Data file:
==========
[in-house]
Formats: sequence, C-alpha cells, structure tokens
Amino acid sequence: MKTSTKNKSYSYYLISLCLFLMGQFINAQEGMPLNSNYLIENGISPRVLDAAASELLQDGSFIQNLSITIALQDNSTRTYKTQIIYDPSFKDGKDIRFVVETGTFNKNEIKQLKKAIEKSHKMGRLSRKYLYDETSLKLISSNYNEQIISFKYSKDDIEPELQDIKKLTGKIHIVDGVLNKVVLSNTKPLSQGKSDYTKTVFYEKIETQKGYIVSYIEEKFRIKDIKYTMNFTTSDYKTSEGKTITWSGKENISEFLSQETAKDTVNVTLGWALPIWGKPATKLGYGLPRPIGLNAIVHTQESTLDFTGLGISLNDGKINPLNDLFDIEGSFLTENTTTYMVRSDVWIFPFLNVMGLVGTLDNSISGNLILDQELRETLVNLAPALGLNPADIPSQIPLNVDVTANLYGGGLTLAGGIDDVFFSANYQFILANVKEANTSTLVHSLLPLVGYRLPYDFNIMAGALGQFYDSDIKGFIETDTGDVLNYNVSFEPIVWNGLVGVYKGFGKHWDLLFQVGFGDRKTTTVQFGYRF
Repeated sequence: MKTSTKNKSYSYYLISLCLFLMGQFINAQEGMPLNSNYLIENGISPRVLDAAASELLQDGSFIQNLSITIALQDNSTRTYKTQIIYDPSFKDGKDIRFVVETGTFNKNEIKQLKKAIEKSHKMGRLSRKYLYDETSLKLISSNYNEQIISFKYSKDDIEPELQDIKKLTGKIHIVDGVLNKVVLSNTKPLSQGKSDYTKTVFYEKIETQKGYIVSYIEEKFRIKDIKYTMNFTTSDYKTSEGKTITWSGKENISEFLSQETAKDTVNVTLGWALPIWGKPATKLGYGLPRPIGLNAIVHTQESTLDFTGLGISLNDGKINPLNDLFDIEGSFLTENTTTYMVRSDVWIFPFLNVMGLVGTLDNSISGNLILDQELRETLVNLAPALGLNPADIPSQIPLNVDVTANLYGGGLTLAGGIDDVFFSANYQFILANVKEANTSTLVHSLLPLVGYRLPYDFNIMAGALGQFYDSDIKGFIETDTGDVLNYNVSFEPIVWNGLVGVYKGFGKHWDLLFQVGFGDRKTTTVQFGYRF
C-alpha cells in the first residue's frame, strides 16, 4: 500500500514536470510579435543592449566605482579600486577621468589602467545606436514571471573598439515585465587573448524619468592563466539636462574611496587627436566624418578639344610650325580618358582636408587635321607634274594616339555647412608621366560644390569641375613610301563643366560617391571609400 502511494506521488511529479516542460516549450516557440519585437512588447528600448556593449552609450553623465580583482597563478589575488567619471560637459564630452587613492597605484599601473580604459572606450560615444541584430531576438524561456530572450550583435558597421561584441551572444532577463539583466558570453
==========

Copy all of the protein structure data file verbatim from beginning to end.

[in-house]
Formats: sequence, C-alpha cells, structure tokens
Amino acid sequence: MKTSTKNKSYSYYLISLCLFLMGQFINAQEGMPLNSNYLIENGISPRVLDAAASELLQDGSFIQNLSITIALQDNSTRTYKTQIIYDPSFKDGKDIRFVVETGTFNKNEIKQLKKAIEKSHKMGRLSRKYLYDETSLKLISSNYNEQIISFKYSKDDIEPELQDIKKLTGKIHIVDGVLNKVVLSNTKPLSQGKSDYTKTVFYEKIETQKGYIVSYIEEKFRIKDIKYTMNFTTSDYKTSEGKTITWSGKENISEFLSQETAKDTVNVTLGWALPIWGKPATKLGYGLPRPIGLNAIVHTQESTLDFTGLGISLNDGKINPLNDLFDIEGSFLTENTTTYMVRSDVWIFPFLNVMGLVGTLDNSISGNLILDQELRETLVNLAPALGLNPADIPSQIPLNVDVTANLYGGGLTLAGGIDDVFFSANYQFILANVKEANTSTLVHSLLPLVGYRLPYDFNIMAGALGQFYDSDIKGFIETDTGDVLNYNVSFEPIVWNGLVGVYKGFGKHWDLLFQVGFGDRKTTTVQFGYRF
Repeated sequence: MKTSTKNKSYSYYLISLCLFLMGQFINAQEGMPLNSNYLIENGISPRVLDAAASELLQDGSFIQNLSITIALQDNSTRTYKTQIIYDPSFKDGKDIRFVVETGTFNKNEIKQLKKAIEKSHKMGRLSRKYLYDETSLKLISSNYNEQIISFKYSKDDIEPELQDIKKLTGKIHIVDGVLNKVVLSNTKPLSQGKSDYTKTVFYEKIETQKGYIVSYIEEKFRIKDIKYTMNFTTSDYKTSEGKTITWSGKENISEFLSQETAKDTVNVTLGWALPIWGKPATKLGYGLPRPIGLNAIVHTQESTLDFTGLGISLNDGKINPLNDLFDIEGSFLTENTTTYMVRSDVWIFPFLNVMGLVGTLDNSISGNLILDQELRETLVNLAPALGLNPADIPSQIPLNVDVTANLYGGGLTLAGGIDDVFFSANYQFILANVKEANTSTLVHSLLPLVGYRLPYDFNIMAGALGQFYDSDIKGFIETDTGDVLNYNVSFEPIVWNGLVGVYKGFGKHWDLLFQVGFGDRKTTTVQFGYRF
C-alpha cells in the first residue's frame, strides 16, 4: 500500500514536470510579435543592449566605482579600486577621468589602467545606436514571471573598439515585465587573448524619468592563466539636462574611496587627436566624418578639344610650325580618358582636408587635321607634274594616339555647412608621366560644390569641375613610301563643366560617391571609400 502511494506521488511529479516542460516549450516557440519585437512588447528600448556593449552609450553623465580583482597563478589575488567619471560637459564630452587613492597605484599601473580604459572606450560615444541584430531576438524561456530572450550583435558597421561584441551572444532577463539583466558570453